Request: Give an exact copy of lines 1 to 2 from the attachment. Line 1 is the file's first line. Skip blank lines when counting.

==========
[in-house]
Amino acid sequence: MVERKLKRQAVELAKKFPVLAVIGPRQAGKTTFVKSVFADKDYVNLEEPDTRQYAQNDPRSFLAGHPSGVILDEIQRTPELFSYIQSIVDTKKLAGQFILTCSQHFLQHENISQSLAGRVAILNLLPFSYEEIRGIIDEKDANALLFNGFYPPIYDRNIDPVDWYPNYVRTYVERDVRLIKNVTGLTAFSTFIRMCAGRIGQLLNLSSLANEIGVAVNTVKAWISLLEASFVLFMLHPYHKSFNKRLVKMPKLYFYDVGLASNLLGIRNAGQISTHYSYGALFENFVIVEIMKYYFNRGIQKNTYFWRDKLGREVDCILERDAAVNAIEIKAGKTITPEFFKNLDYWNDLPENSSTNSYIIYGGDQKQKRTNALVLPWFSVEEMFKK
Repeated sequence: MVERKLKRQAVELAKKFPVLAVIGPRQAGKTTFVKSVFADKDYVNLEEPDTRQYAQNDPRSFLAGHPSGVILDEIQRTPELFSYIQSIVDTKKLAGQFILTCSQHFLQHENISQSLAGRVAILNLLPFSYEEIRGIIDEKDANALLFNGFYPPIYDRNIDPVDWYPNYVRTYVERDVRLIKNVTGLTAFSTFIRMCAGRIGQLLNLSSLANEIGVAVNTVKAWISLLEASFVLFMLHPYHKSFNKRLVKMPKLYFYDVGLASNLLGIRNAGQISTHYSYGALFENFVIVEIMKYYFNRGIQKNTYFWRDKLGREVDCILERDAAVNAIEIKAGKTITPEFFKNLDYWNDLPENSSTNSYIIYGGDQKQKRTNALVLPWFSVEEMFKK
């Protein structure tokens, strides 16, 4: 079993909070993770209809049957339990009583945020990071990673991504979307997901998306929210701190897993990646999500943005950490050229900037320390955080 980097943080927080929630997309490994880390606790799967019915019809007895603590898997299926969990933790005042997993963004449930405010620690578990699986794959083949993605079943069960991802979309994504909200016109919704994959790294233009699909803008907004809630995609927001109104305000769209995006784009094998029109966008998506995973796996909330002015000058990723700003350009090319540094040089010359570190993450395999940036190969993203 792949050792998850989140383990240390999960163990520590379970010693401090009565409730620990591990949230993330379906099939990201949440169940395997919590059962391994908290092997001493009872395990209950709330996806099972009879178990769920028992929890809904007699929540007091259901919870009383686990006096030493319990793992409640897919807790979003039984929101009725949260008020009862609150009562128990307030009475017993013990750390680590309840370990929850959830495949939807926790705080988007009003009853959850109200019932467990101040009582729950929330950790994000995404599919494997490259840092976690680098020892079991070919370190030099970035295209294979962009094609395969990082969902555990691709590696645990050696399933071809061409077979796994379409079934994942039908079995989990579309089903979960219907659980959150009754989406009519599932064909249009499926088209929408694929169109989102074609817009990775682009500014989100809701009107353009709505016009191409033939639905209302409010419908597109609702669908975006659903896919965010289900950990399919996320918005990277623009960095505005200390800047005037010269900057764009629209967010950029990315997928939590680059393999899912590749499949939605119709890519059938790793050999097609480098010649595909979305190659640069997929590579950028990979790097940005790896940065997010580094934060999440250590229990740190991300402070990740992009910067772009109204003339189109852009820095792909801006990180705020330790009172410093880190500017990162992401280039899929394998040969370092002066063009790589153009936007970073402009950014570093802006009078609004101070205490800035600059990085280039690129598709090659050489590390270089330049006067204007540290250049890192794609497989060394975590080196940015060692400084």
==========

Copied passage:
[in-house]
Amino acid sequence: MVERKLKRQAVELAKKFPVLAVIGPRQAGKTTFVKSVFADKDYVNLEEPDTRQYAQNDPRSFLAGHPSGVILDEIQRTPELFSYIQSIVDTKKLAGQFILTCSQHFLQHENISQSLAGRVAILNLLPFSYEEIRGIIDEKDANALLFNGFYPPIYDRNIDPVDWYPNYVRTYVERDVRLIKNVTGLTAFSTFIRMCAGRIGQLLNLSSLANEIGVAVNTVKAWISLLEASFVLFMLHPYHKSFNKRLVKMPKLYFYDVGLASNLLGIRNAGQISTHYSYGALFENFVIVEIMKYYFNRGIQKNTYFWRDKLGREVDCILERDAAVNAIEIKAGKTITPEFFKNLDYWNDLPENSSTNSYIIYGGDQKQKRTNALVLPWFSVEEMFKK